Land Arts was founded in 2000 at the University of New Mexico by Bill Gilbert with the assistance of John Wenger. From 2001 to 2007 the program developed as a collaboration co-directed by artist Bill Gilbert and architect Chris Taylor, then at the University of Texas at Austin. During this time Land Arts established a momentum of inquiry and production that has been the subject of many exhibitions and publications.

In 2007 Taylor extended the reach of Land Arts to Chile by leading an interdisciplinary conference in Santiago and a field expedition through the Atacama Desert. The enterprise is documented in the book Incubo Atacama Lab with texts in Spanish and English including a preface by Incubo, introductory essay by Taylor, excerpted field notes by writer William L. Fox, and essays from archeologist Flora Vilches, art historian Gonzalo Pedraza, architect Rodrigo Perez de Arce, geographer Pilar Cereceda, and glaciologist Andres Rivera. It is fully illustrated with photography by Jorge Brantmayer, Blake Gordon, Barbara Palomino, and Chris Taylor.

2008 marked a programmatic expansion for Land Arts with the arrival of Chris Taylor in Lubbock to join the faculty of Texas Tech’s College of Architecture. The Llano Estacado and the College of Architecture provide an ideal laboratory base for the program’s interdisciplinary work. Land Arts now operates autonomously at the University of New Mexico and Texas Tech. The 2009 Lubbock field crew was composed of architecture students and one post graduate from Yale (Meredith James, MFA Sculpture). Future years will include broader interdisciplinary involvement from students across the Texas Tech community in addition to participants from outside the university. The 2009 field season was made possible with generous operational support from Andrea Nasher.

In early 2009 the Nevada Museum of Art announced the creation of the new Center for Art + Environment and the acquisition of the archive of Land Arts of the American West. This collection will include artifacts from the development and creation of the program and a commitment to acquire ongoing Land Arts materials.

In 2009 the University of Texas Press published Land Arts of the American West, which recounts the history of collaboration between Bill Gilbert and Chris Taylor as they developed Land Arts. The book is organized around places they visit during field seasons each fall, which come alive through color photographs and descriptive information about natural and human history; first-person experiences from student journal entries; essays by William L. Fox, Ann Reynolds, J.J. Brody, and Lucy Lippard; and interviews with Matthew Coolidge, Mary Lewis Garcia, Graciela Martinez de Gallegos and Hector Gallegos. Woven throughout is a conversation between Taylor, Gilbert, and Fox, about the program’s origins, pedagogic mission, field operations, guests, and future directions.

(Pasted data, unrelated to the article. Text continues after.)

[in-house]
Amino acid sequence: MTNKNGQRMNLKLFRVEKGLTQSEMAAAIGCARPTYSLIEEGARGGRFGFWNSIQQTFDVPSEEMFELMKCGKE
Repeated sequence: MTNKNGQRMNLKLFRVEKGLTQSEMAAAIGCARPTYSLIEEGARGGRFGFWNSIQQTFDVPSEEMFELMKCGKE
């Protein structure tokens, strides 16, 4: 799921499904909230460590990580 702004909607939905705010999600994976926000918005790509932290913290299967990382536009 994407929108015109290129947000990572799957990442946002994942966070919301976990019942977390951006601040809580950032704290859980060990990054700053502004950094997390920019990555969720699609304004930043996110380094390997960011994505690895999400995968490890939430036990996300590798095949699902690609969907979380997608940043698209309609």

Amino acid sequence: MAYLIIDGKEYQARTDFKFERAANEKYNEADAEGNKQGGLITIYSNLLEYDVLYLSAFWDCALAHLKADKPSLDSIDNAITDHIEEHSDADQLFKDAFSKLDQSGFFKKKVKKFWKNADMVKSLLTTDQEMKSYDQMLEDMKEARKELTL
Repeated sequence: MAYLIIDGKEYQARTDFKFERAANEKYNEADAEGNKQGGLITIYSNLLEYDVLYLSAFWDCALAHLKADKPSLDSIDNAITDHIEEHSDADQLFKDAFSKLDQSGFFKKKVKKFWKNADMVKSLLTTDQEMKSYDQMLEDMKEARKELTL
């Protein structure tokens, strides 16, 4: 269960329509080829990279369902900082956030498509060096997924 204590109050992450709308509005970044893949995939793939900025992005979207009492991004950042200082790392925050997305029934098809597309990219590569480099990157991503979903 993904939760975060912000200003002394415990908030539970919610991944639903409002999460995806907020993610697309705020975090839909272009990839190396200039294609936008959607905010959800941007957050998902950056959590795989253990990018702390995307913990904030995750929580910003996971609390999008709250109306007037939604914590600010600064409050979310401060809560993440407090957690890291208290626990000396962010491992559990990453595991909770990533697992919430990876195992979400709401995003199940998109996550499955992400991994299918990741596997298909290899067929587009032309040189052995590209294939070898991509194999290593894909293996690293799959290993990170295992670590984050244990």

About the College of Architecture
The College of Architecture at Texas Tech University is located in Lubbock where architectural education has been offered since 1927. The college includes 850 undergraduate, graduate and PhD students and 50 faculty members. Graduate certificate programs are offered in Historic Preservation, Visualization, Community Design, Rural Health Care Design, and Digital Design Fabrication, as well as an interdisciplinary doctoral program in Land-Use Planning, Management, and Design. To extend the academic offerings on campus every forth year student participates in directed summer study abroad offerings in places such as Berlin, Granada, Paris, Seville, and Verona. The introduction of Land Arts within the college offers tremendous opportunities to expand field study and connect teaching and research more directly to the landscapes we inhabit.

About the Louise Hopkins Underwood Center for the Arts